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Plasmodesmata during development: re-examination of the importance of primary, secondary, and branched plasmodesmata structure versus function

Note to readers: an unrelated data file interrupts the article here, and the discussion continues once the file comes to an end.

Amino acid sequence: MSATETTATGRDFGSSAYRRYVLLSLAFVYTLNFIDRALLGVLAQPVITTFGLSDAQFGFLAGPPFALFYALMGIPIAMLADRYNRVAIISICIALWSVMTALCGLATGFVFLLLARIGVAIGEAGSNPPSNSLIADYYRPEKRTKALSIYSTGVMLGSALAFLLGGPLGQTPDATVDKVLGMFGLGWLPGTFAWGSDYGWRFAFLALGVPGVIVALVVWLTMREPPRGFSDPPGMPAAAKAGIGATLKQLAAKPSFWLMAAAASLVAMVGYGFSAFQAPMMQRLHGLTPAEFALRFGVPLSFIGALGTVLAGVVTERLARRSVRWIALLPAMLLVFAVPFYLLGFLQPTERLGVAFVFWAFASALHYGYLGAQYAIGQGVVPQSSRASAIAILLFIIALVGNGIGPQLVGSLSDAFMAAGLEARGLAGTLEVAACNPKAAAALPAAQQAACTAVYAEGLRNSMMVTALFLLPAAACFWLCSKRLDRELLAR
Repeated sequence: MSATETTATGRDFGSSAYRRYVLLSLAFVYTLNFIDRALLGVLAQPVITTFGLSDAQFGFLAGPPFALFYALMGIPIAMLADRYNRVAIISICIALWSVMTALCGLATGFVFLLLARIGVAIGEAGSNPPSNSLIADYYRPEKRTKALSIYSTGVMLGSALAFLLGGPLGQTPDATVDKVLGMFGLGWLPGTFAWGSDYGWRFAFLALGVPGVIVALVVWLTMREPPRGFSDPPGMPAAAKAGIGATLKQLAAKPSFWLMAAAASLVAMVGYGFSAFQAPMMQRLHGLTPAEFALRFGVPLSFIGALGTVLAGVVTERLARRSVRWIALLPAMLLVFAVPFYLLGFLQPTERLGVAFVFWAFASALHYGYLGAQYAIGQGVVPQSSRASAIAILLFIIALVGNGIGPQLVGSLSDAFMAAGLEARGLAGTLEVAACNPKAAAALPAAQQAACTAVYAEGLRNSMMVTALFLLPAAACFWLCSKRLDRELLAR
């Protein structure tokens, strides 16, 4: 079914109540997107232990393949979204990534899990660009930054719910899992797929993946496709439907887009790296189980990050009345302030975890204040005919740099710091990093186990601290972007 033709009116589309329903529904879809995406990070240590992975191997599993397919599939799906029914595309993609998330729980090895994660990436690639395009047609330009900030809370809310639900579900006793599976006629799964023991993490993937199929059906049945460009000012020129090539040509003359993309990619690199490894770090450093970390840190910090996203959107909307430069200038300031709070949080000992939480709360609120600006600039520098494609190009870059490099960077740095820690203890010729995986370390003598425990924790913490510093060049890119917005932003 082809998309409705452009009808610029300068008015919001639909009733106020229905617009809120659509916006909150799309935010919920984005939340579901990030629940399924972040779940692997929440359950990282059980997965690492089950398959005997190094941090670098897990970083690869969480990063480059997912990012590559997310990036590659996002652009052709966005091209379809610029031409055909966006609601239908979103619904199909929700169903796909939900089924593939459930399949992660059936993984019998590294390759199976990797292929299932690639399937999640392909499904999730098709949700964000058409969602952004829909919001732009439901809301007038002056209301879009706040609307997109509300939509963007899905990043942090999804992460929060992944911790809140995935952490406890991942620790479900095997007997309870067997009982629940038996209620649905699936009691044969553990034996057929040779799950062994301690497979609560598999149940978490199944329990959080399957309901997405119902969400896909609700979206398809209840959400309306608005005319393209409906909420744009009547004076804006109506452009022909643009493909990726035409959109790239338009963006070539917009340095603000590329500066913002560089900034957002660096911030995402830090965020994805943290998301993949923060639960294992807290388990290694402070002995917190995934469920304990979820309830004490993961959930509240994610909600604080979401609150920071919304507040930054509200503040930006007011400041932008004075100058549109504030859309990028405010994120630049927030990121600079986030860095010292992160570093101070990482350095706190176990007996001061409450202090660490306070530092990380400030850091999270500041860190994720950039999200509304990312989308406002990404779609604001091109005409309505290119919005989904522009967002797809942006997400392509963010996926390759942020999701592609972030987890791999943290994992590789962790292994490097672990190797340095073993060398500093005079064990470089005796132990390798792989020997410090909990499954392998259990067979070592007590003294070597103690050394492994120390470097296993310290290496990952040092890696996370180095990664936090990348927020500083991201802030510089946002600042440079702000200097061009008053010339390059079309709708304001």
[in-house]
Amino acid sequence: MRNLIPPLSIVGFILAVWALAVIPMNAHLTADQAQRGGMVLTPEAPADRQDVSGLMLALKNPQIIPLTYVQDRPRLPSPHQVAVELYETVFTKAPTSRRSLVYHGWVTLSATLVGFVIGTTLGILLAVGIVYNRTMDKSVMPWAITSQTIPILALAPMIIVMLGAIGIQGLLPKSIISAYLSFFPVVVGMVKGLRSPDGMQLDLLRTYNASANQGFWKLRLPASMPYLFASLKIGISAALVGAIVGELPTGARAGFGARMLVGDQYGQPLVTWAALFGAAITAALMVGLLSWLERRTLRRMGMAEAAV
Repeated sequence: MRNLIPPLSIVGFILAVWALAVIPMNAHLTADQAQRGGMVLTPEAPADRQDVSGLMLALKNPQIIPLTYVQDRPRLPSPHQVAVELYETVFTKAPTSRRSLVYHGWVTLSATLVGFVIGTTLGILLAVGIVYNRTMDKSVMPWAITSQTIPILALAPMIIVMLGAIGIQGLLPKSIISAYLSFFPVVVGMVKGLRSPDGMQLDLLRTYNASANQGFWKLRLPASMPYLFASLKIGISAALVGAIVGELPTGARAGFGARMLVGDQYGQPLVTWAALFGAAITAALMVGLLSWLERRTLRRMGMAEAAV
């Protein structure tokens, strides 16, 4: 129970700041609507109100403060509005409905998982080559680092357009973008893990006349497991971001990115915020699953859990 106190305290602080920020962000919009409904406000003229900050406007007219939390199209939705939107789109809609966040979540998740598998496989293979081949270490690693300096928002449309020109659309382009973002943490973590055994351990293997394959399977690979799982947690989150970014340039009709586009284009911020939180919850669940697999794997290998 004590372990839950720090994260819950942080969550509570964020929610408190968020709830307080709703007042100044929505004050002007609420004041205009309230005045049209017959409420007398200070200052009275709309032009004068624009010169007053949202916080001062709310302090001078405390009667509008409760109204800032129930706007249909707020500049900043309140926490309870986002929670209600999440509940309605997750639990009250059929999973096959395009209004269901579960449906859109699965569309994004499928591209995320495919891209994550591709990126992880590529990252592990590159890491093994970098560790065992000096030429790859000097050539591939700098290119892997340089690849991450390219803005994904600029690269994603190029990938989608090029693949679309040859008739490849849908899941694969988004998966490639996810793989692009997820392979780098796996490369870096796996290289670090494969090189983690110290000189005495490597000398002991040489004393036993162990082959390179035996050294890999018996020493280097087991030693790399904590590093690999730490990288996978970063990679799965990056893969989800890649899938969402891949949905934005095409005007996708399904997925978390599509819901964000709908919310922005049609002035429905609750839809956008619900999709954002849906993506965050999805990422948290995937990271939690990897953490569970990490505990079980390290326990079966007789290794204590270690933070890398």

Plasmodesmata (PD) structure and function vary temporally and spatially during all stages of plant development. PD that originate during, or post, cell division are designated as primary or secondary according to classical terminology. PD structure may be simple, twinned, or branched. Studies of PD during leaf, root, and embryo development have lead to the generalization that cells in less mature tissues contain predominantly simple PD. New quantitative analyses reveal that twinned and branched PD also occur in immature tissues. New data also highlight the versatility of viral movement proteins as tags for labeling PD in immature tissues as well as PD in mature tissues. A summary of the formation and function of primary, secondary, and branched PD during leaf, trichome, embryo, apical meristem, vascular cambium, and root development underscores the remarkable and indispensible plant-specific intercellular communication system that is mediated by PD.

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